Speeds are typically in the 500Kbps range, which is slow compared to hotspots but fast enough for virtually all common applications. This service is already available in more than 100 U.S. metropolitan areas and continues to expand as Verizon Wireless, Sprint, and the still-lagging Cingular make the service available in mid-sized cities.
Two warnings: For now, the carriers are not keen on allowing you to use your 3G-capable cell phone as a modem for your laptop, although they claim that will change over time. Until it does, if you want 3G access on both your laptop and your phone, you'll need two separate subscriptions. Second, while the carriers often use terms like "unlimited access," 3G isn't a substitute for regular broadband service if you need a lot of bandwidth. The cellular carriers maintain the right to cut you off if you use the service too much.
But if price is not a problem and you can live with the cellular operators' limits, 3G comes closest to letting you connect from anywhere.
Cingular Broadband Connect; Sprint Mobile Broadband; Verizon Wireless BroadbandAccess; all are about $60 a month with a two-year contract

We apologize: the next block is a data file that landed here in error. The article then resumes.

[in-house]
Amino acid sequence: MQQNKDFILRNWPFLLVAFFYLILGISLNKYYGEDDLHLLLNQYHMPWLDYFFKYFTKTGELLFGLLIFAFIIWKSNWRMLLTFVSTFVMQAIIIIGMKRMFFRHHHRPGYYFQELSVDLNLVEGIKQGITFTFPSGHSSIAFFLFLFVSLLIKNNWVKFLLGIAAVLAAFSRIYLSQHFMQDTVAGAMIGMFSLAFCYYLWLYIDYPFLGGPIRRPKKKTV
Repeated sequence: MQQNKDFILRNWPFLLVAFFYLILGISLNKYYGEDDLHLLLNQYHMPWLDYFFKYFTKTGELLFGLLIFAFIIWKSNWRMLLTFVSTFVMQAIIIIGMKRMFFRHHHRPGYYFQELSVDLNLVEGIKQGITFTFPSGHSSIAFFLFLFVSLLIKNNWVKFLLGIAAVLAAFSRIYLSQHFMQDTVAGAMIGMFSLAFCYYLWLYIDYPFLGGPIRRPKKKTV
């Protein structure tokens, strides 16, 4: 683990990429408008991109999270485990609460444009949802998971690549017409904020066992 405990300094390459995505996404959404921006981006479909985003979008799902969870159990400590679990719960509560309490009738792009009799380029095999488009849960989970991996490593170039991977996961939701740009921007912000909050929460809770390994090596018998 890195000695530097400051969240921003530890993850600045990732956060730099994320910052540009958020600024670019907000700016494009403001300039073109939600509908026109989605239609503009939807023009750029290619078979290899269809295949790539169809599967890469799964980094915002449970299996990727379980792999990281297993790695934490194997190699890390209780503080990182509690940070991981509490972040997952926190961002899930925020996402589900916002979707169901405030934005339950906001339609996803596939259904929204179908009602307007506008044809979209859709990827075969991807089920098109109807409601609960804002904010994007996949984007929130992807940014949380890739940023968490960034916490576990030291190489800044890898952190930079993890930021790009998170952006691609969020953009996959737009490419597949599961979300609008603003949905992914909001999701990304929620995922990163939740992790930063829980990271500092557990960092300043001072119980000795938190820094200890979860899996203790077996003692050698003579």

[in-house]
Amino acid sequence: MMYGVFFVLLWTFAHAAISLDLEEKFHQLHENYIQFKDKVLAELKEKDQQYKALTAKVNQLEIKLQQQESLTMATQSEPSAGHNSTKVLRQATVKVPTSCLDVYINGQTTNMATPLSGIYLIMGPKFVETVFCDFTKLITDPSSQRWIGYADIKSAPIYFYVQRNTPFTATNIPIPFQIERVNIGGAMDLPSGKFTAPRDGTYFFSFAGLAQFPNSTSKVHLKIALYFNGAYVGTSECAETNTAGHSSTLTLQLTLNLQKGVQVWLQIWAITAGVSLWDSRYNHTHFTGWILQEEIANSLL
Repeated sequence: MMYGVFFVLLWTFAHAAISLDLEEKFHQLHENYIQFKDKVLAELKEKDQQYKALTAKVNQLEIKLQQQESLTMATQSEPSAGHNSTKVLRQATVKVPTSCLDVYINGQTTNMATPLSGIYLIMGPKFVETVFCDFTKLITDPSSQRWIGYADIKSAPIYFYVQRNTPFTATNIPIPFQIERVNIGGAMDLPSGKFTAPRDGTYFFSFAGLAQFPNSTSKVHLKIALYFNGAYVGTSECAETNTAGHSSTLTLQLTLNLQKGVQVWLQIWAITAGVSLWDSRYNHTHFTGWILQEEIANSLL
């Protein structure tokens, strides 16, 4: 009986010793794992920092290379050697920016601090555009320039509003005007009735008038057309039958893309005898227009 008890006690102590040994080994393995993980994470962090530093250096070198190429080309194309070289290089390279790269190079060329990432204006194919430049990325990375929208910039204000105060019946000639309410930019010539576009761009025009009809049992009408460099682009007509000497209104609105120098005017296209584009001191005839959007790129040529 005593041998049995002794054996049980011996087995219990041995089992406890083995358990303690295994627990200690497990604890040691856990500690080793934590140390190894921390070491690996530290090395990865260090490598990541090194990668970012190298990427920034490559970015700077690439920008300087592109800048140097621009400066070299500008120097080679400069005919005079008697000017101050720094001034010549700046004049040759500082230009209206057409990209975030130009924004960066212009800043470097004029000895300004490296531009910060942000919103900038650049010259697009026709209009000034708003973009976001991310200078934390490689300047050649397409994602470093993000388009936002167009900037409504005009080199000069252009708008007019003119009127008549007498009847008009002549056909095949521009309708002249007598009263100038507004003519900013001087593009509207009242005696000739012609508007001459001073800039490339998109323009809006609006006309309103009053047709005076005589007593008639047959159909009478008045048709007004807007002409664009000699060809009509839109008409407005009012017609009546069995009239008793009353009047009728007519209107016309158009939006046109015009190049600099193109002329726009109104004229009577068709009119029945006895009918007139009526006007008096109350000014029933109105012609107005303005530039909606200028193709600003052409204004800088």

Safe Wireless: WiTopia personalVPN
If you don't want to pay the stiff price demanded by the cellcos for 3G, Wi-Fi hotspots remain a solid option. But hotspots are notoriously insecure. If you don't take security precautions such as the use of a virtual private network (VPN), your sensitive data will fly around in the open, available for anybody to read.
For those who don't have a corporate VPN, the solution is a for-hire service such as WiTopia's personalVPN. For about $40 a year, it encrypts all data that leaves your laptop via a wireless network such as a hotspot. Your data stays encrypted until it leaves servers run by WiTopia. After that, your data travels over the open Internet unprotected, just as it does now when using a home broadband connection or, for that matter, most enterprise connections. In other words, a for-hire VPN doesn't provide the end-to-end security of a corporate VPN, but it protects your data when it is most vulnerable.
PersonalVPN is easy to set up, requiring only a few steps such as downloading and installing software and adding encryption keys. It very slightly decreases network speed, which won't be noticeable with fast connections but could become noticeable with slower ones. I also tried a competitor, HotspotVPN, which worked equally well. (For a head-to-head comparison of the two services, see Safe Hotspotting With For-Hire VPNs.)